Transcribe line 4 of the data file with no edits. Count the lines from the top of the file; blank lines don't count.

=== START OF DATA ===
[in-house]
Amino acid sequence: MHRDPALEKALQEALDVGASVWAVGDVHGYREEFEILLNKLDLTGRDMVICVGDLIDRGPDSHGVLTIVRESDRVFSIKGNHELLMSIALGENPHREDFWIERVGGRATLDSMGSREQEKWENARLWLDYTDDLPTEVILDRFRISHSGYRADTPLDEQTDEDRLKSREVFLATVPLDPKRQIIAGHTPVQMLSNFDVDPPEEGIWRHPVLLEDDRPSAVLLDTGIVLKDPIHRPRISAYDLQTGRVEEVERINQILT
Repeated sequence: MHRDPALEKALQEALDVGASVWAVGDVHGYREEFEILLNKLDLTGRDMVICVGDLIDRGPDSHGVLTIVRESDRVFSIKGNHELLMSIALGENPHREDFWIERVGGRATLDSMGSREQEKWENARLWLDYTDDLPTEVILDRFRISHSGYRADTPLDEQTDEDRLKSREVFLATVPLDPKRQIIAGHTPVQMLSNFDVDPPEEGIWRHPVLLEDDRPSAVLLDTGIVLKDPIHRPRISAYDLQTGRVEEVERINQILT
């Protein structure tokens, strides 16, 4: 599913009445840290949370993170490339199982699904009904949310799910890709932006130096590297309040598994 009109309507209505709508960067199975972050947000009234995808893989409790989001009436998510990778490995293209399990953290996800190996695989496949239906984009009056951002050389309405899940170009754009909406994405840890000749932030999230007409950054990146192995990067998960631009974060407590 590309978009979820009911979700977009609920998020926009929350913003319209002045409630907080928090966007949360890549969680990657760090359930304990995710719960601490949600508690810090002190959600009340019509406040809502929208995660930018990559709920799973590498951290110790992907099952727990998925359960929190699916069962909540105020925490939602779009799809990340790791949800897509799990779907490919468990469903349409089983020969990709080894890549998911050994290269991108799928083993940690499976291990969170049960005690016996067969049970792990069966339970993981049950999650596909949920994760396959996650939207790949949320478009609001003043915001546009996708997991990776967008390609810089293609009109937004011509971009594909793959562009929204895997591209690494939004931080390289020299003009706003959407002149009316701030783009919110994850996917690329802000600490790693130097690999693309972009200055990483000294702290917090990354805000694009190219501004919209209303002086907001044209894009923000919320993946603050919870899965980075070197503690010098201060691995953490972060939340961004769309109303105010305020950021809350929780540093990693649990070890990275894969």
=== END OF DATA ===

């Protein structure tokens, strides 16, 4: 599913009445840290949370993170490339199982699904009904949310799910890709932006130096590297309040598994 009109309507209505709508960067199975972050947000009234995808893989409790989001009436998510990778490995293209399990953290996800190996695989496949239906984009009056951002050389309405899940170009754009909406994405840890000749932030999230007409950054990146192995990067998960631009974060407590 590309978009979820009911979700977009609920998020926009929350913003319209002045409630907080928090966007949360890549969680990657760090359930304990995710719960601490949600508690810090002190959600009340019509406040809502929208995660930018990559709920799973590498951290110790992907099952727990998925359960929190699916069962909540105020925490939602779009799809990340790791949800897509799990779907490919468990469903349409089983020969990709080894890549998911050994290269991108799928083993940690499976291990969170049960005690016996067969049970792990069966339970993981049950999650596909949920994760396959996650939207790949949320478009609001003043915001546009996708997991990776967008390609810089293609009109937004011509971009594909793959562009929204895997591209690494939004931080390289020299003009706003959407002149009316701030783009919110994850996917690329802000600490790693130097690999693309972009200055990483000294702290917090990354805000694009190219501004919209209303002086907001044209894009923000919320993946603050919870899965980075070197503690010098201060691995953490972060939340961004769309109303105010305020950021809350929780540093990693649990070890990275894969």